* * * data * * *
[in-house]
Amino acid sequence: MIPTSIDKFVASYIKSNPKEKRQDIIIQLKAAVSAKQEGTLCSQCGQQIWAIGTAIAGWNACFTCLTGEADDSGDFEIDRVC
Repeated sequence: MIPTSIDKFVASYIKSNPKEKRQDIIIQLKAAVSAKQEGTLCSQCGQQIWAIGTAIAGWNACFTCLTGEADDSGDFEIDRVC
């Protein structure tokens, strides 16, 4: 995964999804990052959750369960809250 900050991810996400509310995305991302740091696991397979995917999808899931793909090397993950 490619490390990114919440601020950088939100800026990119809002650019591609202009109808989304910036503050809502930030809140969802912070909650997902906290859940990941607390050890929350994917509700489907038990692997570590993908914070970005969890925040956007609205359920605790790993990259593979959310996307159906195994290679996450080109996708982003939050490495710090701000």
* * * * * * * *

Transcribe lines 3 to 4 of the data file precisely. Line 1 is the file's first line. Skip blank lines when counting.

Repeated sequence: MIPTSIDKFVASYIKSNPKEKRQDIIIQLKAAVSAKQEGTLCSQCGQQIWAIGTAIAGWNACFTCLTGEADDSGDFEIDRVC
């Protein structure tokens, strides 16, 4: 995964999804990052959750369960809250 900050991810996400509310995305991302740091696991397979995917999808899931793909090397993950 490619490390990114919440601020950088939100800026990119809002650019591609202009109808989304910036503050809502930030809140969802912070909650997902906290859940990941607390050890929350994917509700489907038990692997570590993908914070970005969890925040956007609205359920605790790993990259593979959310996307159906195994290679996450080109996708982003939050490495710090701000």